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What Are Reasons for Business to Use Open Source Software?

Essay by   •  June 17, 2013  •  Research Paper  •  2,500 Words (10 Pages)  •  1,393 Views

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What are reasons for business to use open source software?

With the current economy difficulties, companies are trying to find areas in their businesses where they can save money. Many companies are having no choice but to let people go. Some businesses try to avoid lay-offs and instead are looking in other areas to save money. One of the areas is, of course, the IT department; software application acquisition is an area that might lead to a big money savings. Even in financially difficulties times, businesses want or need to improve their application environment. Sometimes it might even be necessary to invest in the IT infrastructure for long-term savings, which may result in the company not needing to close their doors. But many business owners or CEO's will question if open source software is ready for business. This research paper intends to answer this question. The best reason to use open source software in a business environment is cost savings. This gives the business freedom to use software and change the source code in other words, modify how the software application is used, as it is needed. Open source removes the need for dependence on single vendor solutions and it provides very high quality applications and very good support.

To understand open source software it is important to know what open source is, and what the meaning of open source software is. This research paper will also show where open source came from; the history of open source software. In the beginning software programmers and hardware manufactures exchanged the source code to give everyone the chance to improve the code and build up on it.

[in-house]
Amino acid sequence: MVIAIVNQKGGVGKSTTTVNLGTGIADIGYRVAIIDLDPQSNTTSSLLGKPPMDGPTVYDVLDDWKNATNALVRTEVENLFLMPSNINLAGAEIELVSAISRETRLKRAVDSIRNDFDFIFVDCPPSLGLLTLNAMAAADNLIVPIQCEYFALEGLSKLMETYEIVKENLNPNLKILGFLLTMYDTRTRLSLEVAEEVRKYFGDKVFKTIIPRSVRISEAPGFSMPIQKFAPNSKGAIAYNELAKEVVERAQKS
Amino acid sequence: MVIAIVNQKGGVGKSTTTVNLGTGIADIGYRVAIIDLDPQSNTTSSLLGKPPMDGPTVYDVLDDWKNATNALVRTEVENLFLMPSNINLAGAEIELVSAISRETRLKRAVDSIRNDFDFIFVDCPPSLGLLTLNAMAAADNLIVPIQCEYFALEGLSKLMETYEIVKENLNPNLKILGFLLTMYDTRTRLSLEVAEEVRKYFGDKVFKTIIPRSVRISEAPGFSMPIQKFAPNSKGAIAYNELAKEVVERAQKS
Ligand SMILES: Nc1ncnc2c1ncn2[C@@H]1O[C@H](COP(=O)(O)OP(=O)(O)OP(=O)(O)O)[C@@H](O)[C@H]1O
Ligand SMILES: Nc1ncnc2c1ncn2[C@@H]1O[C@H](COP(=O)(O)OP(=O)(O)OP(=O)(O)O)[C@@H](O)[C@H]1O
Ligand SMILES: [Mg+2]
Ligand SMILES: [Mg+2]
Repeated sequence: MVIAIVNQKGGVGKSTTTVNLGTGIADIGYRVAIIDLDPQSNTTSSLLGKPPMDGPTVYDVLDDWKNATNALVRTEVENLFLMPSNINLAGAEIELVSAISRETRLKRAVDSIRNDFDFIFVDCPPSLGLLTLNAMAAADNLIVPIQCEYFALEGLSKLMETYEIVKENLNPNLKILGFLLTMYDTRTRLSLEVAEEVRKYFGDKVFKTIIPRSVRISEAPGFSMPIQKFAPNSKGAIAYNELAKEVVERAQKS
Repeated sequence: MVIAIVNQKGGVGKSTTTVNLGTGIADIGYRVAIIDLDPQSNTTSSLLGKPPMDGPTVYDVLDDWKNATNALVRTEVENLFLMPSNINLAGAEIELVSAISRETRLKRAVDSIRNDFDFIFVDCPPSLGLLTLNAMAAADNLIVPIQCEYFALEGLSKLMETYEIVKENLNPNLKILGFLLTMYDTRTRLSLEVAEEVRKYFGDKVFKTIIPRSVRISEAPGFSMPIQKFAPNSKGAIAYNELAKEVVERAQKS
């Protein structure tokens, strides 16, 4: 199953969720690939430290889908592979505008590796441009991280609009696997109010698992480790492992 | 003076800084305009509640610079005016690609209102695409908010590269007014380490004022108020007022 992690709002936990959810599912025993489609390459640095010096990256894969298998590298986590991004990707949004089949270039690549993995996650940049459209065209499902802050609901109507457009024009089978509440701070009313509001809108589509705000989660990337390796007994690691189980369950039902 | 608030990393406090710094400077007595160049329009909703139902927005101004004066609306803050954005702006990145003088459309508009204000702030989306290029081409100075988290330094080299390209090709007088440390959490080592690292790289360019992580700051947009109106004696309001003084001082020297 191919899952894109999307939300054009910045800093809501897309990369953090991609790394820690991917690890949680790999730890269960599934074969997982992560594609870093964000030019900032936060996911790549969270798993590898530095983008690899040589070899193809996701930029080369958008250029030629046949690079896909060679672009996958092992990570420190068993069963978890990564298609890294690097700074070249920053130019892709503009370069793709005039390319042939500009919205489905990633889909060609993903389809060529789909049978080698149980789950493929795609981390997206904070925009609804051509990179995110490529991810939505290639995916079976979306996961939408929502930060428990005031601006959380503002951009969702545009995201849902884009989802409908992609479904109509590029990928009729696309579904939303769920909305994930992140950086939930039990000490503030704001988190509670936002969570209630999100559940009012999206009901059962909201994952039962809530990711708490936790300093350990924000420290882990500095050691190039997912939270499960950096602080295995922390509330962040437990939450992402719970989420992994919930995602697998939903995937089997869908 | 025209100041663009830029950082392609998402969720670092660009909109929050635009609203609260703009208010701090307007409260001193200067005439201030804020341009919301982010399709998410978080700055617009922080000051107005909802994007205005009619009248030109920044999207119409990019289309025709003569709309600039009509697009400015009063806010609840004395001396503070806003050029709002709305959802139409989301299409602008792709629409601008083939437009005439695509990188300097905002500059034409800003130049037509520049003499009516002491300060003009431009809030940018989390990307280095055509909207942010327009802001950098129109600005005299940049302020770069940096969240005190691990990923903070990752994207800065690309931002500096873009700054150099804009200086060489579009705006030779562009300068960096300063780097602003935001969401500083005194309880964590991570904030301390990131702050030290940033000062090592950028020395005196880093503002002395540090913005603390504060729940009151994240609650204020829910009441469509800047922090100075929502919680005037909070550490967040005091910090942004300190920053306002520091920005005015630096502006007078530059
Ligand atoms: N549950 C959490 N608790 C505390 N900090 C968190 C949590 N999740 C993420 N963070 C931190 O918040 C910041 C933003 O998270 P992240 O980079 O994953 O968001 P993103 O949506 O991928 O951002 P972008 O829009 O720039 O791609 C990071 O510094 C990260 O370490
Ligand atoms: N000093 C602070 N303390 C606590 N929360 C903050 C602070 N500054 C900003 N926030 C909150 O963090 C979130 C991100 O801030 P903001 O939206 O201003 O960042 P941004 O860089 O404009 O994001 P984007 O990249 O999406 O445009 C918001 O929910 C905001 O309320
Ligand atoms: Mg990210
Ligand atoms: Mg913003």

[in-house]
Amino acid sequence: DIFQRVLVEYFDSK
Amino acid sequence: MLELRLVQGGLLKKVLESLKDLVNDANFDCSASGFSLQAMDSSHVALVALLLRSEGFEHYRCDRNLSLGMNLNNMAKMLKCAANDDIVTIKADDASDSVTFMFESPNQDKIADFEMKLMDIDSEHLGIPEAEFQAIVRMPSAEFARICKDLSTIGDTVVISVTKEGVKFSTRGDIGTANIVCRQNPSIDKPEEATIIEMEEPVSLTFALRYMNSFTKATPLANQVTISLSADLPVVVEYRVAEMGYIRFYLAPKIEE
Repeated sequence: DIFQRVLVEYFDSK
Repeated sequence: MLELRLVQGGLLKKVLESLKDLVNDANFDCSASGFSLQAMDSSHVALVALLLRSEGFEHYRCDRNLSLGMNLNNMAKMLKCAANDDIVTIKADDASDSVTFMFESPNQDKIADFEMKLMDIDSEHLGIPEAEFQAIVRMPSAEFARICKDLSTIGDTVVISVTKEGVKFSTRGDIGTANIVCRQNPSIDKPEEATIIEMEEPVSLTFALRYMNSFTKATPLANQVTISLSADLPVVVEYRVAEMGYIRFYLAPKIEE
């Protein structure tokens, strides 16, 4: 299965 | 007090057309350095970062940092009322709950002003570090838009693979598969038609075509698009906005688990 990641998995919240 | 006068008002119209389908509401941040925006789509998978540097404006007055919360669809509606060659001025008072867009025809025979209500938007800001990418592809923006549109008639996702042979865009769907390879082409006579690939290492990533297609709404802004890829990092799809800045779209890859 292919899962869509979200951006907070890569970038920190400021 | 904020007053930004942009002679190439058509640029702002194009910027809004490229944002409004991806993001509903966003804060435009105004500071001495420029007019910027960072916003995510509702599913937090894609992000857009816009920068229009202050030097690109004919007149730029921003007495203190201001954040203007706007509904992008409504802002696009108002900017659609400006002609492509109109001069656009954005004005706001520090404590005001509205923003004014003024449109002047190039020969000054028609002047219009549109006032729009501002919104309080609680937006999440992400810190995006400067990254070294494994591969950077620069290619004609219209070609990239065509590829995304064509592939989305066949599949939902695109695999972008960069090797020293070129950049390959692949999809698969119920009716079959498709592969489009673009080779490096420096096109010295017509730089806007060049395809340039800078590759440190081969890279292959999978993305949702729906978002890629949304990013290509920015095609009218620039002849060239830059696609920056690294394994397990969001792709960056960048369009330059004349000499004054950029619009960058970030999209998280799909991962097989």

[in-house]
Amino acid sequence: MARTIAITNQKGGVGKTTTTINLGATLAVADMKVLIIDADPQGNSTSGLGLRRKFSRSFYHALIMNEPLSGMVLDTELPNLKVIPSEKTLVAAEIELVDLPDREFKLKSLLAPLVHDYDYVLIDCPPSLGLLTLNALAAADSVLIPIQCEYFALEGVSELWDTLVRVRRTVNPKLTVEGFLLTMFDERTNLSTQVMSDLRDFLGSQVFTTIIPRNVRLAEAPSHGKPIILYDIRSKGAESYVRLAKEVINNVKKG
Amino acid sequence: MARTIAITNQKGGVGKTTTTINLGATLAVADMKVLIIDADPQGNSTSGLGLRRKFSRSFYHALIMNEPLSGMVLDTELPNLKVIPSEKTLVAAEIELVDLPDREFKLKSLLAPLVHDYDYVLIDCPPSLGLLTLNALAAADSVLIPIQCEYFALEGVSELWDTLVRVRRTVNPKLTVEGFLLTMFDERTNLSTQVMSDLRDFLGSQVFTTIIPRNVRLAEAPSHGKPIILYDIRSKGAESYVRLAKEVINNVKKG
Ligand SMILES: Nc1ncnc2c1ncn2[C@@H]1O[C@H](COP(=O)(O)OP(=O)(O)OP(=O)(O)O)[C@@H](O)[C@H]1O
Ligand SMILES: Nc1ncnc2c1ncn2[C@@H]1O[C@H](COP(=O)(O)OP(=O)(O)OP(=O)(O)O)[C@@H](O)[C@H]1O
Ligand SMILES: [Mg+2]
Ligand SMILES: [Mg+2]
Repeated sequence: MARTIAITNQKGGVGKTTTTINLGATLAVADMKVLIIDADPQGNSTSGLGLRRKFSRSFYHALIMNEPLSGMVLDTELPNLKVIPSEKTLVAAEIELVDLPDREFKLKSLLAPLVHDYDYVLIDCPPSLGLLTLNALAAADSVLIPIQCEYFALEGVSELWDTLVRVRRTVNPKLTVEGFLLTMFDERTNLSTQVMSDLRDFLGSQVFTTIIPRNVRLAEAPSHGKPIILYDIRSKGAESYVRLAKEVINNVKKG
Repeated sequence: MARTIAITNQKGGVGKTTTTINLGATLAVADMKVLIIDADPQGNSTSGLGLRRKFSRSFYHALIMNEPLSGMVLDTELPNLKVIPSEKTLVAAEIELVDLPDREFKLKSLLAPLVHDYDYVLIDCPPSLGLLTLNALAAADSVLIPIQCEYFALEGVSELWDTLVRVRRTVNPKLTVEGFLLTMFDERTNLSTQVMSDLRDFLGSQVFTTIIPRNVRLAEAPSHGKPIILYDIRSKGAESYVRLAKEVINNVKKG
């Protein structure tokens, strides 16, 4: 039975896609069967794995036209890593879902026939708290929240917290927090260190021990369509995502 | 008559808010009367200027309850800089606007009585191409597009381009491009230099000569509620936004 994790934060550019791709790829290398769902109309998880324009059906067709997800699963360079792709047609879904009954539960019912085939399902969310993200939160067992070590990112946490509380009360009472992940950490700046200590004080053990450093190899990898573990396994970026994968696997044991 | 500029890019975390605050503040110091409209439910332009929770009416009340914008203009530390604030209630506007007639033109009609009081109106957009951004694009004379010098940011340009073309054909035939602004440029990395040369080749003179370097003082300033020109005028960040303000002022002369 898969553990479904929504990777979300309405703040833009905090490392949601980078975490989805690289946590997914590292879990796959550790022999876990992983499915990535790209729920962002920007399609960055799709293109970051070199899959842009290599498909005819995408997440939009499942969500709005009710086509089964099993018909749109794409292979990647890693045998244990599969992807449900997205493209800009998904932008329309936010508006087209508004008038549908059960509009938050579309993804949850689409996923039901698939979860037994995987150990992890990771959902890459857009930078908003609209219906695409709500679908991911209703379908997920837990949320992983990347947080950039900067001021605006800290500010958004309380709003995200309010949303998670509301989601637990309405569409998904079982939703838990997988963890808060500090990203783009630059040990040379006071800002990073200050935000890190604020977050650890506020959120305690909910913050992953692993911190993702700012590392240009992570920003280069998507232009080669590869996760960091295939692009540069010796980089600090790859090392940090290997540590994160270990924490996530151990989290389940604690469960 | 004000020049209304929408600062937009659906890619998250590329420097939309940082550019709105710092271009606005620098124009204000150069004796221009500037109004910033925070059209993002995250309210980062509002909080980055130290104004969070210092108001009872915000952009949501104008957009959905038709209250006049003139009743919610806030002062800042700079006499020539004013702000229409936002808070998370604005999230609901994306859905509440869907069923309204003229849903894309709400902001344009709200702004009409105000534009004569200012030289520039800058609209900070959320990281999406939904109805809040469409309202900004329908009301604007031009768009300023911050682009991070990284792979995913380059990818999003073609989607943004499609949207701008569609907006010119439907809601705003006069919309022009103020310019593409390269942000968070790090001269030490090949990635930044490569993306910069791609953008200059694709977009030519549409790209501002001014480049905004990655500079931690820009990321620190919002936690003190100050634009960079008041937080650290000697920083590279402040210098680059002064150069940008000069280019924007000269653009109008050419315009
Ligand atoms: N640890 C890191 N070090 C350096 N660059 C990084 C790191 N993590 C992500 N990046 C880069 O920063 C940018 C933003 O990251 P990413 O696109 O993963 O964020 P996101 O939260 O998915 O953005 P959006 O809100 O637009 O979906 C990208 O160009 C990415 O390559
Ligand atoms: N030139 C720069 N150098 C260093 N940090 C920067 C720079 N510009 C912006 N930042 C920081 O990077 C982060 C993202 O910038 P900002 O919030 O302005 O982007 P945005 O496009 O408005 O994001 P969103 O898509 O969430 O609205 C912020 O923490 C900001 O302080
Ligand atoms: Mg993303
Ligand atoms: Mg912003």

In the mid 1980's Richard Stallman started the Free Software Foundation, an organization that developed the "GNU's Not Unix" (GNU) system, an operation system that is compatible with the UNIX system. At this time Stallman licensed all his software under the GNU General Public License, a license model invented by him to allow the free use of his software (Matthew Barr, n.a.). In 1991, Linus Torvalds, a student of the University of Helsinki, started to program the kernel of the Linux system, and he licensed Linux through the GNU later on. In the mid 90's Stallman adopted the Linux kernel and called his operation system GNU/Linux.

But what does open source really mean? The name itself already answers one question, that the source code is open. Open source does not mean only that the source code is open available. Open source software must comply ten criterion that are defined through the Open Source Initiative. The most important criterion is the free redistribution of the software. Any software that is licensed under GNU needs to be free of charge. "The license shall not require a royalty or other fee for such sale" (OSI, n.a.). Also very important is the fact that the license must allow the change of the source code, and give the right to distribute the software under the same license as the original software. One other criterion is that the open source software can not restrict other software.

Proprietary software is well known to apply to common business models. In order to see if open source software is able to apply to the business model as well, we need to compare both software models. This research paper will compare the two different business models with three important criteria's. These criteria's are the important for any decision maker in a company.